used for training in this study was the standard back error propagation (BEP) algorithm, which has potentially shown to posses` high capability in predicting process variables (Haider et al., 2007). Table 3 shows the different network parameters used for training the network. The model was trained using different combinations of these parameters so as to achieve maximum determination coefficient values (target value = 1, i.e., 100% correlation between measured and predicted variables). This was achieved by a vigorous trial and error approach by keeping some training parameters constant and by slowly moving the other parameters over a wide range of values. Enzyme activity, U mL-1 was predicted using oat concentration, pH and NH4Cl concentrations as the input variables (Fig. 3). It can be observed that, all the data points for enzyme activity were predicted accurately by the ANN model. Figure 4-6 shows the effect of process variables on the ANN model predicted xylanase activity. It could be observed that, under the experimental conditions and the range of values tested in this study, a maximum enzyme activity of 2.7 U mL-1 could be potentially achieved. Valdez-Castro et al. (2003) reported that ANN based model was able to predict the fed-batch fermentation kinetics of Bacillus thuringiensis. Similarly, Haider et al. (2007) observed that ANN predictions of lipolytic activity using oil, magnesium sulphate and ferrous sulphate as the media constituents showed R2 value of 0.99. The weights and bias terms between the hidden layer connections obtained after network training is shown in Table 4.

Image for - A Simple Multi Layered Neural Network Model for Predicting Bacterial Xylanase Production by Bacillus sp. Using Avena sativa as Substrate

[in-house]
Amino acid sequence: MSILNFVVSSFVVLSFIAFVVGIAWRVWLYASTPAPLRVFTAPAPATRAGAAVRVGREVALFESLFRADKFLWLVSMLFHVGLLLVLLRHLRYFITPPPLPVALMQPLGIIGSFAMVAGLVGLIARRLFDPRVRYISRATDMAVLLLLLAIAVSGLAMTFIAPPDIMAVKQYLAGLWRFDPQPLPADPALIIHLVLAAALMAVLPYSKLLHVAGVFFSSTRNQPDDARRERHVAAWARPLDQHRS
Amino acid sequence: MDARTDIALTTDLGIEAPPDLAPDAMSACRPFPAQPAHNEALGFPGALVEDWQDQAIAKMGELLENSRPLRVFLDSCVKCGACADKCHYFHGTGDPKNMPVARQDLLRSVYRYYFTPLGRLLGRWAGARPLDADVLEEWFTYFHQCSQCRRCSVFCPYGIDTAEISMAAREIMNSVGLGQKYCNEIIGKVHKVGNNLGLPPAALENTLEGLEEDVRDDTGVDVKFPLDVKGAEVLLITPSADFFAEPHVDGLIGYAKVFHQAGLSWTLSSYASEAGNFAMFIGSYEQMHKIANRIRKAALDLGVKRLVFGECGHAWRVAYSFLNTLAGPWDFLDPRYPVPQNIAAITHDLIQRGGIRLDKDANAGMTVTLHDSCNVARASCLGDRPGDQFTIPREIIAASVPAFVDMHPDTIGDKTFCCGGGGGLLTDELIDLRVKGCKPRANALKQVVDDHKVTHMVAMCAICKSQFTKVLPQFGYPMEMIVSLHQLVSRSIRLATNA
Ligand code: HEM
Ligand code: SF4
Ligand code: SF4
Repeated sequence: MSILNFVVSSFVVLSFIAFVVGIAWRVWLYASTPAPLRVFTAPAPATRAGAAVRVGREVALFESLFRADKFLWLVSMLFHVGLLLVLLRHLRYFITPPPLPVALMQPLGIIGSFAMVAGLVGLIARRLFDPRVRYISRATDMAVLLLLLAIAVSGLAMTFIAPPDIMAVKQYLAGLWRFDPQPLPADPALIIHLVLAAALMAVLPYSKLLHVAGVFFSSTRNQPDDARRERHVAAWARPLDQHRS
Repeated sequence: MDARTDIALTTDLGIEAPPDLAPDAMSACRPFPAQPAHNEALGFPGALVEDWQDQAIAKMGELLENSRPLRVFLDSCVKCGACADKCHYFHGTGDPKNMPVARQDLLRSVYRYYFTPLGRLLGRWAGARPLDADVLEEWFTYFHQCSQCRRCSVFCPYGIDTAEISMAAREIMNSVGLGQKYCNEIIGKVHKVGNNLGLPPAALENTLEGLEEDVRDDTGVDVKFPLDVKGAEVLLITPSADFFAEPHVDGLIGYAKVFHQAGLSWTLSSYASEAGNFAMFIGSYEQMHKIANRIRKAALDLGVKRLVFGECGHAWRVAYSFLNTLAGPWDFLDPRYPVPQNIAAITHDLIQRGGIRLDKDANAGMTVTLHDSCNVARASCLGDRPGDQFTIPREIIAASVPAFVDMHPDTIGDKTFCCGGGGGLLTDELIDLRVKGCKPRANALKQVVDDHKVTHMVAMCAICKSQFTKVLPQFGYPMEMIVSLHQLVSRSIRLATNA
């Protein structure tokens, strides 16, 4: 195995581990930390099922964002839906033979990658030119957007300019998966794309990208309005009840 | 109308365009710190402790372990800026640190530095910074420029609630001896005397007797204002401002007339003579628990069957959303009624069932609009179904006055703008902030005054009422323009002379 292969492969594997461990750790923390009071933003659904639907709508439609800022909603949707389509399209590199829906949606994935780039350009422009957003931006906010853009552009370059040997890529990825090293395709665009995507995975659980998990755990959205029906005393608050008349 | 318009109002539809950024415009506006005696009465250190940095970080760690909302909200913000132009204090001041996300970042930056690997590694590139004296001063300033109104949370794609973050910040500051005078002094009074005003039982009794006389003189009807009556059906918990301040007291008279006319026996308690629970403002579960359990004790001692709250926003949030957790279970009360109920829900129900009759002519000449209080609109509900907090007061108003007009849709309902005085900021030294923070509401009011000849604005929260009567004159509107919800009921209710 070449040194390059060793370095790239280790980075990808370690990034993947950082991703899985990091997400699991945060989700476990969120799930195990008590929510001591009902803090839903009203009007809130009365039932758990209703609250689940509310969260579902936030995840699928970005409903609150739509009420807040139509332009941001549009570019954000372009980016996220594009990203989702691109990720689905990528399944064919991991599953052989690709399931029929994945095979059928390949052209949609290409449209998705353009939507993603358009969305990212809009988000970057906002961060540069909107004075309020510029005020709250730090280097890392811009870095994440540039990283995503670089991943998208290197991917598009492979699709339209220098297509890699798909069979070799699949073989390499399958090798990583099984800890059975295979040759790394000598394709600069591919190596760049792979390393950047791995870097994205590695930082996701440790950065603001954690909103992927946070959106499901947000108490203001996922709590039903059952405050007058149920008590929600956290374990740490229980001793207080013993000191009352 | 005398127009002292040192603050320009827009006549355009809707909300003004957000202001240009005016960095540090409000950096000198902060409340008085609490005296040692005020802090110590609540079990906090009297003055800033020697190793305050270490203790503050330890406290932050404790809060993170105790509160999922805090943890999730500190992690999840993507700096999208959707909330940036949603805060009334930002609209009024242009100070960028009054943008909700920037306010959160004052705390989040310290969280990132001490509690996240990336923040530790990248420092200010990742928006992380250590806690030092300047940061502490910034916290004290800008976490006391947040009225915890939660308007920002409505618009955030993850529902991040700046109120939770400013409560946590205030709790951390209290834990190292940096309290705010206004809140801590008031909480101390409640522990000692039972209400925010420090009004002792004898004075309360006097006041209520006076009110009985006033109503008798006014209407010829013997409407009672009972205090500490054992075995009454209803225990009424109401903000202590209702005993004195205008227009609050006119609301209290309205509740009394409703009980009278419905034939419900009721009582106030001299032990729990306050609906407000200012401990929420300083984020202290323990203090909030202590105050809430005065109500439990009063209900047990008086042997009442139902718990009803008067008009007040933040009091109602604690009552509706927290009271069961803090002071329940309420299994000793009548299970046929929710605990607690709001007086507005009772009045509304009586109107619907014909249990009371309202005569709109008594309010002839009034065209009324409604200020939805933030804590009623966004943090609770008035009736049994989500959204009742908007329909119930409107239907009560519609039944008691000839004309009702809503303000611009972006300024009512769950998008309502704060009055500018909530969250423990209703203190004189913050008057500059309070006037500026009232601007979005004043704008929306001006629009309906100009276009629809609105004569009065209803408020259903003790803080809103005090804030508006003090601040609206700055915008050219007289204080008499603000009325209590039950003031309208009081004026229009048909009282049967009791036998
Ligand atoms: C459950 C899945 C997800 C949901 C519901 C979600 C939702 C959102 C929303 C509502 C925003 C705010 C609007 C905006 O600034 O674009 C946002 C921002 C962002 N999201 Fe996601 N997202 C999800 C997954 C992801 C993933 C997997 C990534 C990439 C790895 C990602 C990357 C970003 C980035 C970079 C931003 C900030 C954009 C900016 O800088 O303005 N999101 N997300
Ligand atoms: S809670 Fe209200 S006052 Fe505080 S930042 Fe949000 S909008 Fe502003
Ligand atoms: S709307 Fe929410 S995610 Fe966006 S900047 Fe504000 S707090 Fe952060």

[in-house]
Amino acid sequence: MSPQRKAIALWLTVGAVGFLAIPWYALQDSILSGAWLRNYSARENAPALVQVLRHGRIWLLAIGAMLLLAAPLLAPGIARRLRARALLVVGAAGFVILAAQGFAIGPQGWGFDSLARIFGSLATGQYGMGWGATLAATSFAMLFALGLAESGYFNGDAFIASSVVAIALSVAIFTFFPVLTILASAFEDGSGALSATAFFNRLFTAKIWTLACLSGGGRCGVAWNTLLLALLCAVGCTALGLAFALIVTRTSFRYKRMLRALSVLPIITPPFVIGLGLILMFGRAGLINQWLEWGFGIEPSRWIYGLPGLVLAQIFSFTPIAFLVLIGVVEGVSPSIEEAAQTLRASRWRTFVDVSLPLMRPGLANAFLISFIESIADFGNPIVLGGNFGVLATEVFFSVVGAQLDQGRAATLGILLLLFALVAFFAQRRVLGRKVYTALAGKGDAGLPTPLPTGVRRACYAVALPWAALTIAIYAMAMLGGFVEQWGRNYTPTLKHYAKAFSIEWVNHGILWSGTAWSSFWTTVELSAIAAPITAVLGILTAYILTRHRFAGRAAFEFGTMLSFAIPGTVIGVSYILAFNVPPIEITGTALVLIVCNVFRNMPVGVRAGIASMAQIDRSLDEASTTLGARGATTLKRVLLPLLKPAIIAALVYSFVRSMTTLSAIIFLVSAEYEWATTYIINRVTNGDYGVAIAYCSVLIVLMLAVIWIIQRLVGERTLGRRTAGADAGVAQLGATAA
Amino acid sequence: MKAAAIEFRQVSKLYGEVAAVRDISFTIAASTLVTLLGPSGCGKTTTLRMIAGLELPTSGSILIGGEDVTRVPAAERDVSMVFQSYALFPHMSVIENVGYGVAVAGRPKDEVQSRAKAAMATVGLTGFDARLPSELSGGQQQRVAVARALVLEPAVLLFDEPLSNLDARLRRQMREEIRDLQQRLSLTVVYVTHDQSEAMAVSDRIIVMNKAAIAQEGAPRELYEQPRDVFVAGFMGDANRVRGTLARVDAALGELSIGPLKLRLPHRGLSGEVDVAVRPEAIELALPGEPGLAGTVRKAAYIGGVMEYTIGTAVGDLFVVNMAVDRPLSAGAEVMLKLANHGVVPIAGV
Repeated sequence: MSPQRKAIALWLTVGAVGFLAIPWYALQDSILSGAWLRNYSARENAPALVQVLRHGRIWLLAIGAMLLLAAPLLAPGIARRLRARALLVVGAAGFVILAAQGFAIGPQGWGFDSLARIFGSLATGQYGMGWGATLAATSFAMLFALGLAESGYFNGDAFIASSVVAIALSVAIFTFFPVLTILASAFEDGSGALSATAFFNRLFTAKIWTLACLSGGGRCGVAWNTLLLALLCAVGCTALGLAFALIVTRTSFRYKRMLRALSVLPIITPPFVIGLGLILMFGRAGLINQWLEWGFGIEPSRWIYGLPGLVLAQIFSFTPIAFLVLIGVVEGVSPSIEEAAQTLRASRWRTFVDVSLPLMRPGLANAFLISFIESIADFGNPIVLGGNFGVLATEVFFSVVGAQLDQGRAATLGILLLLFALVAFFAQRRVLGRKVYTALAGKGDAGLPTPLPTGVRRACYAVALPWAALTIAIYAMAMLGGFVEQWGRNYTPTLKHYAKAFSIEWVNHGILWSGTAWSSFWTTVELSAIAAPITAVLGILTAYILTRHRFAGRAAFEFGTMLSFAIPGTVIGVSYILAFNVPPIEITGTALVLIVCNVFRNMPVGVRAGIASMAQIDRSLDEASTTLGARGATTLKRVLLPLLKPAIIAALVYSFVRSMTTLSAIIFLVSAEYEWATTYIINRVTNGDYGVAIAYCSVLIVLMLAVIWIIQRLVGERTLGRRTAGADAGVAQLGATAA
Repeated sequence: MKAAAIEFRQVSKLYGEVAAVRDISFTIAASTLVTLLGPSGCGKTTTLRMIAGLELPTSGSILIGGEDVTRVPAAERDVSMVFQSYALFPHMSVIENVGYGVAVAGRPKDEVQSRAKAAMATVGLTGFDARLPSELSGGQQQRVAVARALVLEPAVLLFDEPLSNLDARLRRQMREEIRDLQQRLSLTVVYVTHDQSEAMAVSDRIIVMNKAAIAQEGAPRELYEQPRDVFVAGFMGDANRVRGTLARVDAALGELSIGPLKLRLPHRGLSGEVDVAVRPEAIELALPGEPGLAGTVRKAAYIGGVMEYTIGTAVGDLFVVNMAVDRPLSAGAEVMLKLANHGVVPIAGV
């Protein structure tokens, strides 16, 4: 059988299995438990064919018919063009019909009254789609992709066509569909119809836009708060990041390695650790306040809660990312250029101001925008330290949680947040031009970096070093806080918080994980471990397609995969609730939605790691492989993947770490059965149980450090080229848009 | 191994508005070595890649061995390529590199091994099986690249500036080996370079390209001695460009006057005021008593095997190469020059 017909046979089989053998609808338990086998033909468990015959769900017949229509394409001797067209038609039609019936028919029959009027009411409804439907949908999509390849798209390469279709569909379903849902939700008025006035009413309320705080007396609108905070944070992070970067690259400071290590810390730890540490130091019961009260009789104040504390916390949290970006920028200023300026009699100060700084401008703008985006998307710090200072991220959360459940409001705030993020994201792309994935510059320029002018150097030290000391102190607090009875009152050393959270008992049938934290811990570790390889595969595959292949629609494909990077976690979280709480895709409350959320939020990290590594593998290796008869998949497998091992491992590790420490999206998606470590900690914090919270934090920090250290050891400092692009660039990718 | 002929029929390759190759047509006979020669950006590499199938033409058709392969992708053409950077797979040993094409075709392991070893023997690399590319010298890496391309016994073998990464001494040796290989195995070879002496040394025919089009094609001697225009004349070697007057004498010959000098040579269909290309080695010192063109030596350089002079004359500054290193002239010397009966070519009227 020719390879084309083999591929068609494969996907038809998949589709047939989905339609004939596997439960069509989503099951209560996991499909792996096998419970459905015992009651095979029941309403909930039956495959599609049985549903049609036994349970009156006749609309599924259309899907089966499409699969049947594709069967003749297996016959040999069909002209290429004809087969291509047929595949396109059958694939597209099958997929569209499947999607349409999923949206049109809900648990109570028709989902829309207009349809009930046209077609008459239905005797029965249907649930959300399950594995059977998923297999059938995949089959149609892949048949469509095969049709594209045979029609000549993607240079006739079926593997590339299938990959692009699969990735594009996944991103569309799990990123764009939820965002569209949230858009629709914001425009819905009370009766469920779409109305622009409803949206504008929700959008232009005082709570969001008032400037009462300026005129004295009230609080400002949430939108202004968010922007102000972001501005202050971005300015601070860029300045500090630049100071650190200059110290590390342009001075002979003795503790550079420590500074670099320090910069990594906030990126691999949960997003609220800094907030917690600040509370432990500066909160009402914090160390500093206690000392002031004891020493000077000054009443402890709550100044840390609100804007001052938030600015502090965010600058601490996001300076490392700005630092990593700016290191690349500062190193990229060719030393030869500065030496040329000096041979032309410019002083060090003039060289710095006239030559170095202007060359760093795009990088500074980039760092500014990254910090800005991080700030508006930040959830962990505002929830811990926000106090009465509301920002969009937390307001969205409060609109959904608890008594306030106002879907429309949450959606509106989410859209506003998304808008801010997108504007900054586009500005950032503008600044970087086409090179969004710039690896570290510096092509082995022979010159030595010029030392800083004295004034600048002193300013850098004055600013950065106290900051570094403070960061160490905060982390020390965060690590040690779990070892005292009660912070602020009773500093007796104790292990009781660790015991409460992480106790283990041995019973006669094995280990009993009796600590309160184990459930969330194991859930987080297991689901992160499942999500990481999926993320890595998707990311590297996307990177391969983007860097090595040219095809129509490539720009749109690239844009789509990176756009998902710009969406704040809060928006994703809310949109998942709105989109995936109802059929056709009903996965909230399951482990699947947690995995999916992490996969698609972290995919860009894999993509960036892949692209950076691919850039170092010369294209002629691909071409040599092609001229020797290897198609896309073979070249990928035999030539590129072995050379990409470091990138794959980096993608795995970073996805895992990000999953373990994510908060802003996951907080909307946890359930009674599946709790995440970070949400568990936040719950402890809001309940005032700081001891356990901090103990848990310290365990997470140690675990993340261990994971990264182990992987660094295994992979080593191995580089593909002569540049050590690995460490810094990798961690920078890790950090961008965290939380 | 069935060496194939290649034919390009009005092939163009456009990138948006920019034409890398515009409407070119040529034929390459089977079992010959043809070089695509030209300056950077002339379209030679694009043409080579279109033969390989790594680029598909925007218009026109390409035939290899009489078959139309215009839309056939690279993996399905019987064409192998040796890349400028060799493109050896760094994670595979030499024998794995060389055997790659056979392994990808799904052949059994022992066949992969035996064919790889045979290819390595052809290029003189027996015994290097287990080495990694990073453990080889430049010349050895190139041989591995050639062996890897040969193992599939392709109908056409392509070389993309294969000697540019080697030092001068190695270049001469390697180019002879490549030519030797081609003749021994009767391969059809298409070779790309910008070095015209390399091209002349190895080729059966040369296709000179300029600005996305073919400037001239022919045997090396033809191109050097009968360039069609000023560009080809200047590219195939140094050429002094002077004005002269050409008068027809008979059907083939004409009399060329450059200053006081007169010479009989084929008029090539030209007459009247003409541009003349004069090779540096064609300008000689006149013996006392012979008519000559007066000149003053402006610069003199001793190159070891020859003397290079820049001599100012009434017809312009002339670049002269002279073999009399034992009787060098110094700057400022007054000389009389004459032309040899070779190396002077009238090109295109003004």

Fig. 4: Effect of oat concentration and pH on the ANN model predicted xylanase activity
Image for - A Simple Multi Layered Neural Network Model for Predicting Bacterial Xylanase Production by Bacillus sp. Using Avena sativa as Substrate
Fig. 5: Effect of oat concentration and NH4Cl concentration on the ANN model predicted xylanase activity
Image for - A Simple Multi Layered Neural Network Model for Predicting Bacterial Xylanase Production by Bacillus sp. Using Avena sativa as Substrate
Fig. 6: Effect of pH and NH4Cl concentration on the ANN model predicted xylanase activity

In order to evaluate the significant effect of the input parameters on the developed model, a sensitivity analysis was carried out by estimating the Absolute Average Sensitivity (AAS). The sensitivity is calculated by summing the changes in the output variables caused by moving the input variables by a small amount over the entire training set. The AAS is the absolute values of the change in the input (Zurada et al., 1994). These values for NH4Cl concentration, oat concentration and pH were 0.5015, 0.2904 and 0.2080 respectively. According to ANN results, NH4Cl concentrations appear to have a significant effect in predicting the enzyme activity profiles, compared to both oat concentration and pH. This was also evident from Fig. 2, which shows a linearly declining trend in enzyme activity, as the NH4Cl concentration increases from lower to higher levels (0.3318 to 0.6 mg L-1). The results from this analysis reveal the degree of relevance of the input parameters to the outputs.

CONCLUSIONS

Batch experiments were performed with commercially available oat as the substrate under controlled laboratory conditions to optimize production of xylanase. The results from this study showed that under optimum values of substrate concentration-1.7%, pH-6.807 and NH4Cl-0.5%, the maximum enzyme activity was 2.2 U mL-1. The enzyme activity values predicted by the ANN model showed good correlation (0.9995) with the experimental values. The best network architecture (3-6-1), determined by a trial and error approach showed that; learning rate, η-0.7, momentum term, α-0.4, with a training cycle of 18,000 are favorable conditions for high performance predictions. Also, results from sensitivity analysis, suggests that NH4Cl concentrations largely affect the enzyme activity than both oat concentration and pH. The results from this study show the potential application of neural networks to predict xylanase production under submerged cultivation conditions.

ACKNOWLEDGMENTS

The authors of this research would gratefully thank the Faculty of Engineering and Technology, Annamalai University, India for their continued financial support through research grants and the Environmental Management Research Laboratory, Department of Chemical Engineering, Indian Institute of Technology Madras for their research collaborations.